The Top 4 of most team Limited events have at least nine players you would expect. It’s rare to see a dark horse team crack the elimination rounds. This is not the case for team Constructed. I haven’t come to expect such star-studded Top 4s and this weekend showed me why.
Constructed in the Modern Era
When I got into the car to drive to Cincinnati, Brian Demars was talking about how he doesn’t like current Constructed Magic anymore. Naturally, this is very concerning as I was about to drive four hours to team with him doing exactly that. He has been focusing on less popular Constructed Magic such as Pauper and Old School. I was at first very skeptical, but he made some great points. I still love Constructed and I will continue to play it, but I could use the trends he observed to my advantage in the future.
Brian’s primary complaint is how each threat is capable of winning the game on their own. Stu, Brian, and I all had a creature in our team Constructed decks that basically won if we untapped with it in play. Devoted Druid, Deathrite Shaman, and The Scarab God are no joke. Kill or be killed. I don’t need to ask myself if my opponent has a removal spell in hand if they pass the turn and I begin using their abilities.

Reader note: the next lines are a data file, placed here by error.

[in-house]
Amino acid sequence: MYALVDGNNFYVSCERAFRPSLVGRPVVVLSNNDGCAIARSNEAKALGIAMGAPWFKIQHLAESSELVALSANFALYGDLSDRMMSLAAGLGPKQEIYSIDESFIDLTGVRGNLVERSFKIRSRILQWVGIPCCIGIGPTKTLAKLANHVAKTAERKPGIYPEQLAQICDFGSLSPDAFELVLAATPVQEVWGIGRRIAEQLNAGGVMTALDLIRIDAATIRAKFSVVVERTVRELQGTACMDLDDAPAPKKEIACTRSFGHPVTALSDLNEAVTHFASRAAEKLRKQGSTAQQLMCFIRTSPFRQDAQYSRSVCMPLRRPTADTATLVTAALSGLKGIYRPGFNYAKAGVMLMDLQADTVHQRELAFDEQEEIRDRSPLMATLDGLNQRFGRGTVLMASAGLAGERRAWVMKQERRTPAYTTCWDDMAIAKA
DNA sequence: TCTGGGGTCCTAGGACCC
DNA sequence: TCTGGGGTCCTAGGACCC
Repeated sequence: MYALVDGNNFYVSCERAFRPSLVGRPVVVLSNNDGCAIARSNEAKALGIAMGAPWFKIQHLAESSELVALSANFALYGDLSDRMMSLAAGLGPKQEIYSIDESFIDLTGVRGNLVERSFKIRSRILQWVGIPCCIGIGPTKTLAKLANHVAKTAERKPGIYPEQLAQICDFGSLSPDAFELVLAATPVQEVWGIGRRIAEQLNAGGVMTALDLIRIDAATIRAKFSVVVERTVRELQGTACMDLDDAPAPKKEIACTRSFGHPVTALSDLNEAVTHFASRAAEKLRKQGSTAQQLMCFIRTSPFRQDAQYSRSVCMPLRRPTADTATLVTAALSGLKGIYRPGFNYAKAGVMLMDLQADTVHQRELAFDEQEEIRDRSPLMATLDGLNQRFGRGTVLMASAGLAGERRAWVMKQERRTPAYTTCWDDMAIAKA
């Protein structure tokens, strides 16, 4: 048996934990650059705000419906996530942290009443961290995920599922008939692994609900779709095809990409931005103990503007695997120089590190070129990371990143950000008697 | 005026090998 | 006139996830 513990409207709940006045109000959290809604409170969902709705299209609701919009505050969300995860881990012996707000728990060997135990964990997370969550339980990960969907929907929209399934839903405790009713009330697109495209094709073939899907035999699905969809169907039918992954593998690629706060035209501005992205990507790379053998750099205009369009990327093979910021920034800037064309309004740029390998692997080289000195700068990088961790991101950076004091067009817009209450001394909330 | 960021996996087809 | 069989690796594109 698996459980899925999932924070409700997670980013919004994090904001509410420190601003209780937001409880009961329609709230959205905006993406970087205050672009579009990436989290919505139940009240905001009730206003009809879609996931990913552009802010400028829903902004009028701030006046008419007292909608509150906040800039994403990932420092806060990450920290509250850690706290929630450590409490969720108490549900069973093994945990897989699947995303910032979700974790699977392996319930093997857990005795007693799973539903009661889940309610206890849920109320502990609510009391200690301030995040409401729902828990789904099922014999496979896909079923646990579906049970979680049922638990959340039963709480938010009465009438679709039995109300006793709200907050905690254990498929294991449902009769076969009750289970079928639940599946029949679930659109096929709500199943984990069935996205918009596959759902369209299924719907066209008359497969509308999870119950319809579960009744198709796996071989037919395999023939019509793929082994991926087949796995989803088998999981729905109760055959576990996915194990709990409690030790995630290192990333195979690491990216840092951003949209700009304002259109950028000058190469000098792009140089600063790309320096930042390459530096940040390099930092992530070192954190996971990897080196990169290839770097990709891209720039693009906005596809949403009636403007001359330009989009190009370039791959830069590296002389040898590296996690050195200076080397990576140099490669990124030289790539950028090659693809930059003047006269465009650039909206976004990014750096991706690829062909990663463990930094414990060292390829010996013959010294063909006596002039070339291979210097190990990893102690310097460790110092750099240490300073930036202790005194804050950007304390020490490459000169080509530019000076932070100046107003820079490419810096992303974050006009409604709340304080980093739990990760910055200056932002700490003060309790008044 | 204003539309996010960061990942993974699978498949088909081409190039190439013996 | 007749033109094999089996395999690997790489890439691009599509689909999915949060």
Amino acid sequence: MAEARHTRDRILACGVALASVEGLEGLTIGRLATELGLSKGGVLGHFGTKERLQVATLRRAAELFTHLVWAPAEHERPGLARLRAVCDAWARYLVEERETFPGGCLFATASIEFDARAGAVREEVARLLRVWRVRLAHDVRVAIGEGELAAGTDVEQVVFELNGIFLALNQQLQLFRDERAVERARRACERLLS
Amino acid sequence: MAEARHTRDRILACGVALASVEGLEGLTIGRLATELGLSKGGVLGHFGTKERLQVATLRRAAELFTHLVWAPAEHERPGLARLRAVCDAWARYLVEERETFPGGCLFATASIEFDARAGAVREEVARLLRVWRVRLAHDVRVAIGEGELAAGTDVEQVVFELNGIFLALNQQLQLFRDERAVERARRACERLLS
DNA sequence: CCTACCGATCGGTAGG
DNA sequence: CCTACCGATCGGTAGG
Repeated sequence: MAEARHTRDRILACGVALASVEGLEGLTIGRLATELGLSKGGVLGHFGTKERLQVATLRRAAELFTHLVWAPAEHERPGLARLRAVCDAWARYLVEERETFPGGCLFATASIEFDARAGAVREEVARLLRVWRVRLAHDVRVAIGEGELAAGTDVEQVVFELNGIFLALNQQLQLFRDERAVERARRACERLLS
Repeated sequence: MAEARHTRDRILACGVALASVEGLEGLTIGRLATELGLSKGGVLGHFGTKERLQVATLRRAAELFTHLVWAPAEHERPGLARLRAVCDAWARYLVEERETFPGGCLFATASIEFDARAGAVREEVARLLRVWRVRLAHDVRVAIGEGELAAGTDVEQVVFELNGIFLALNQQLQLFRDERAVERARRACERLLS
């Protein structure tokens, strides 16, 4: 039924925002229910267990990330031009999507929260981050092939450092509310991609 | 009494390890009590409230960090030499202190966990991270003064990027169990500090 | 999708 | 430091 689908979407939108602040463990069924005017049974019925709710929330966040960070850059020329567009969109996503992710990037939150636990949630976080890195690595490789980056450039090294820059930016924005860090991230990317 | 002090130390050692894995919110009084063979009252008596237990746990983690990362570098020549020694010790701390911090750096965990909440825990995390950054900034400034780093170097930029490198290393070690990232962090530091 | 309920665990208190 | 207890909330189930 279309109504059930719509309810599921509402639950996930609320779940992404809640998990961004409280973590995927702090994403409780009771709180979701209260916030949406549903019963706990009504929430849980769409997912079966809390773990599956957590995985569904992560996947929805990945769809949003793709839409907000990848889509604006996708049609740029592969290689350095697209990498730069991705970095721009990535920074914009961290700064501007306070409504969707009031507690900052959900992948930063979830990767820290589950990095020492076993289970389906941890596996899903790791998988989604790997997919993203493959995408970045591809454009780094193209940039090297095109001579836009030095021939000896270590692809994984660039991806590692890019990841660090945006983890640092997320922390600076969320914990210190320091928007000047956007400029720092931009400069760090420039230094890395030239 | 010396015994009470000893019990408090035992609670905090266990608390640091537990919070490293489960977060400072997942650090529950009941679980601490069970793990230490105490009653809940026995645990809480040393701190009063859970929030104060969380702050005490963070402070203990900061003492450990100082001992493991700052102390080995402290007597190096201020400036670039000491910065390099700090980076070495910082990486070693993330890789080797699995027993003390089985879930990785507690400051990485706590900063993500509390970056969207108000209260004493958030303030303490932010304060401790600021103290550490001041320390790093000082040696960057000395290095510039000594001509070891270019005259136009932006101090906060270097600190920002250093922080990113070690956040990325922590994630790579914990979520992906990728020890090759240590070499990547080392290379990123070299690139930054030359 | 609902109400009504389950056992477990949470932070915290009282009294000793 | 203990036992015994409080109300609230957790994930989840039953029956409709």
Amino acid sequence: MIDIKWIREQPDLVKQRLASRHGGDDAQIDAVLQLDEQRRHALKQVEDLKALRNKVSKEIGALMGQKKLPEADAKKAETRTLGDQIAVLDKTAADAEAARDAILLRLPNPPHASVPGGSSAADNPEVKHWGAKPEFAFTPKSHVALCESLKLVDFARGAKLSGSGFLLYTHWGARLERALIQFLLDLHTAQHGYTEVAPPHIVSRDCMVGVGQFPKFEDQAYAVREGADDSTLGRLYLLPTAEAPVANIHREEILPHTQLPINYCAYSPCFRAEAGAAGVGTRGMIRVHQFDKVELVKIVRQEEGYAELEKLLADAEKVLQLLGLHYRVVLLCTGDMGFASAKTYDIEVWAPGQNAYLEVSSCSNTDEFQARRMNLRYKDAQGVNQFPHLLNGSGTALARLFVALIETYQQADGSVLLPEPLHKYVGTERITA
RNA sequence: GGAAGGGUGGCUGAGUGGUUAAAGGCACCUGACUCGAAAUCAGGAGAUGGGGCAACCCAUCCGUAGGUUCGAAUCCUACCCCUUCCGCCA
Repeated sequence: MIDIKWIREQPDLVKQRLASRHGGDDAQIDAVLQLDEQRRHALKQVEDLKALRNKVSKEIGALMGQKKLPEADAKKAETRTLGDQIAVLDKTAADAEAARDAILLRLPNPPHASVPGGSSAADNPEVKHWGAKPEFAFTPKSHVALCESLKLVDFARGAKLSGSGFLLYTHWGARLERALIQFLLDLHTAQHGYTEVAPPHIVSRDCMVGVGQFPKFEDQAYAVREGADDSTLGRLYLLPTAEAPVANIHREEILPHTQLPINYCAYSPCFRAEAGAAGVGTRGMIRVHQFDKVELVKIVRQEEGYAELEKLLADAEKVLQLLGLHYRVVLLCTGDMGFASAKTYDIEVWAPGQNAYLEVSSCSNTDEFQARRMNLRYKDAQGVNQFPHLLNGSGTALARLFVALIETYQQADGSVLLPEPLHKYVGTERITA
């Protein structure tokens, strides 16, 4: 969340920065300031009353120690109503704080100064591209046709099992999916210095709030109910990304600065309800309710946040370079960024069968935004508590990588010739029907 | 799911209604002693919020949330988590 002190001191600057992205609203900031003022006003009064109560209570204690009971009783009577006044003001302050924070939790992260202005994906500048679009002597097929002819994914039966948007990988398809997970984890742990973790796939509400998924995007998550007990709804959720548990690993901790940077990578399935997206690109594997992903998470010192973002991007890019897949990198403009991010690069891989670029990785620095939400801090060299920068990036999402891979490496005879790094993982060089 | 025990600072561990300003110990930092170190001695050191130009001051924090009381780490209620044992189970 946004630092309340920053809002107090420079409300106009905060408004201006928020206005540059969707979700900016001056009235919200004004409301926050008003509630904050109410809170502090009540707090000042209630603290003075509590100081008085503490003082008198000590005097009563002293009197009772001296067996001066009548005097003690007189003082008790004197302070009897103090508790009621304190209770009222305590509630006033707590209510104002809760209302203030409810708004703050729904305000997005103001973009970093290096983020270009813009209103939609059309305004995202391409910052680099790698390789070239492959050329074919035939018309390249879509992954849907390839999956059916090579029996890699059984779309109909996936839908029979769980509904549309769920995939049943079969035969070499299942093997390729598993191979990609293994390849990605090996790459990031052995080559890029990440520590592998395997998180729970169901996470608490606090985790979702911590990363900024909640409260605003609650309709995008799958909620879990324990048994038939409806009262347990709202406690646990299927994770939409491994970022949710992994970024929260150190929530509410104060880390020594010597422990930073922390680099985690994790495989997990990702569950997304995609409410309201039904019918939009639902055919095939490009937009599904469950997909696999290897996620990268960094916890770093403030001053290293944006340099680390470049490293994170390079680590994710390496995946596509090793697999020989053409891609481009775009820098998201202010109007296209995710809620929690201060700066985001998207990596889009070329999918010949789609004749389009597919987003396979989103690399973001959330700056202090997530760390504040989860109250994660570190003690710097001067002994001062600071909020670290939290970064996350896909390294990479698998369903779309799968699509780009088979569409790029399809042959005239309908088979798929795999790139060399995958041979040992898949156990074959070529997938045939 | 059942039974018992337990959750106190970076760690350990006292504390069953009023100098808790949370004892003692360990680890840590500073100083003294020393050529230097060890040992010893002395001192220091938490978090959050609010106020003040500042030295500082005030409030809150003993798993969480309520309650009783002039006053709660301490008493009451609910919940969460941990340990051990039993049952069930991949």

Magic is an old game; I first began playing in 1994 when I was five. I recently became a level 50 archmage which means I have more planeswalker points than any sane person should have accumulated in one lifetime. Many of these changes I’ve experienced firsthand. Magic has morphed throughout the years due to changes in the rules and design philosophy.
Some of you may remember a time when control was often considered the best strategy. This is rarely the case today. It ties back to the threats being so individually powerful. Brain reminded me of a time I had forgotten declining to counter a spell that was cast. It’s rare the opponent casts a threat these days that won’t generate an insurmountable advantage in as little as a few turns.
Back in the day, the good control players would allow threats to sneak into play and let them attack for a couple turns while setting up defenses. Life totals could be used as a resource, but the threats now generate more card advantage than draw spells. Can I really let a Chandra resolve to cast a Glimmer of Genius? Sure there are occasions it’s ok, but I need to have an answer ready shortly. The answer likely must be in hand already and needs to be killed next turn. Since threats are on hyperdrive, it creates a scenario where control needs to answer every threat immediately. If the answers don’t line up with the threats, there are only a couple turns to recover or the game is done.